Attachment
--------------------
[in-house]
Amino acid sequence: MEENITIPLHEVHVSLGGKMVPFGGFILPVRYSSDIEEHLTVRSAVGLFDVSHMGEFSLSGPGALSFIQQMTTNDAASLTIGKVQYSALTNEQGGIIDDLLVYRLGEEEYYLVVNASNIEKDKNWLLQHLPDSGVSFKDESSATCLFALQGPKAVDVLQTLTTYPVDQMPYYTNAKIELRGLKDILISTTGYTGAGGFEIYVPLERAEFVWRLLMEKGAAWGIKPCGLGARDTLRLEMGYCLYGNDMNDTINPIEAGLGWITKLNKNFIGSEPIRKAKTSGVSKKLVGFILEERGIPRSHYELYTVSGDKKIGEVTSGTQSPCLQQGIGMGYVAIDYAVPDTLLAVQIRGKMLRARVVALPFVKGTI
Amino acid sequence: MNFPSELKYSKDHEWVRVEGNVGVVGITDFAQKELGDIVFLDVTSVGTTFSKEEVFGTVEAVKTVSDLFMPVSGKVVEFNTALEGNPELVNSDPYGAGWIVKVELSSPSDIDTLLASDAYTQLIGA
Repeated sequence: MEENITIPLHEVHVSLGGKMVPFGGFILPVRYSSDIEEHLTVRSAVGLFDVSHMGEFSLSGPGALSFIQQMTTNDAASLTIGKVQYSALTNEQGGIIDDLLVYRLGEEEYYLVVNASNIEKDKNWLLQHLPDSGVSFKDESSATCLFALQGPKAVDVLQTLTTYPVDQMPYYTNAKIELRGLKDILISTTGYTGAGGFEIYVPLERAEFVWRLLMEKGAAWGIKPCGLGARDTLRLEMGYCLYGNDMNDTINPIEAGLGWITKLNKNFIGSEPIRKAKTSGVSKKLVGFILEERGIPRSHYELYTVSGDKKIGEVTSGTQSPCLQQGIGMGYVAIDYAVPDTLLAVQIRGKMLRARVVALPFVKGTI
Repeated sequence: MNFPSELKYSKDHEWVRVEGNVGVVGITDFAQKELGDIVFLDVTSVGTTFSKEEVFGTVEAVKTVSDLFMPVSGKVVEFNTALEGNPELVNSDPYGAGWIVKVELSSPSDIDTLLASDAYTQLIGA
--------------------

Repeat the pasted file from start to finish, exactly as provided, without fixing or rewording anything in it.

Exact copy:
[in-house]
Amino acid sequence: MEENITIPLHEVHVSLGGKMVPFGGFILPVRYSSDIEEHLTVRSAVGLFDVSHMGEFSLSGPGALSFIQQMTTNDAASLTIGKVQYSALTNEQGGIIDDLLVYRLGEEEYYLVVNASNIEKDKNWLLQHLPDSGVSFKDESSATCLFALQGPKAVDVLQTLTTYPVDQMPYYTNAKIELRGLKDILISTTGYTGAGGFEIYVPLERAEFVWRLLMEKGAAWGIKPCGLGARDTLRLEMGYCLYGNDMNDTINPIEAGLGWITKLNKNFIGSEPIRKAKTSGVSKKLVGFILEERGIPRSHYELYTVSGDKKIGEVTSGTQSPCLQQGIGMGYVAIDYAVPDTLLAVQIRGKMLRARVVALPFVKGTI
Amino acid sequence: MNFPSELKYSKDHEWVRVEGNVGVVGITDFAQKELGDIVFLDVTSVGTTFSKEEVFGTVEAVKTVSDLFMPVSGKVVEFNTALEGNPELVNSDPYGAGWIVKVELSSPSDIDTLLASDAYTQLIGA
Repeated sequence: MEENITIPLHEVHVSLGGKMVPFGGFILPVRYSSDIEEHLTVRSAVGLFDVSHMGEFSLSGPGALSFIQQMTTNDAASLTIGKVQYSALTNEQGGIIDDLLVYRLGEEEYYLVVNASNIEKDKNWLLQHLPDSGVSFKDESSATCLFALQGPKAVDVLQTLTTYPVDQMPYYTNAKIELRGLKDILISTTGYTGAGGFEIYVPLERAEFVWRLLMEKGAAWGIKPCGLGARDTLRLEMGYCLYGNDMNDTINPIEAGLGWITKLNKNFIGSEPIRKAKTSGVSKKLVGFILEERGIPRSHYELYTVSGDKKIGEVTSGTQSPCLQQGIGMGYVAIDYAVPDTLLAVQIRGKMLRARVVALPFVKGTI
Repeated sequence: MNFPSELKYSKDHEWVRVEGNVGVVGITDFAQKELGDIVFLDVTSVGTTFSKEEVFGTVEAVKTVSDLFMPVSGKVVEFNTALEGNPELVNSDPYGAGWIVKVELSSPSDIDTLLASDAYTQLIGA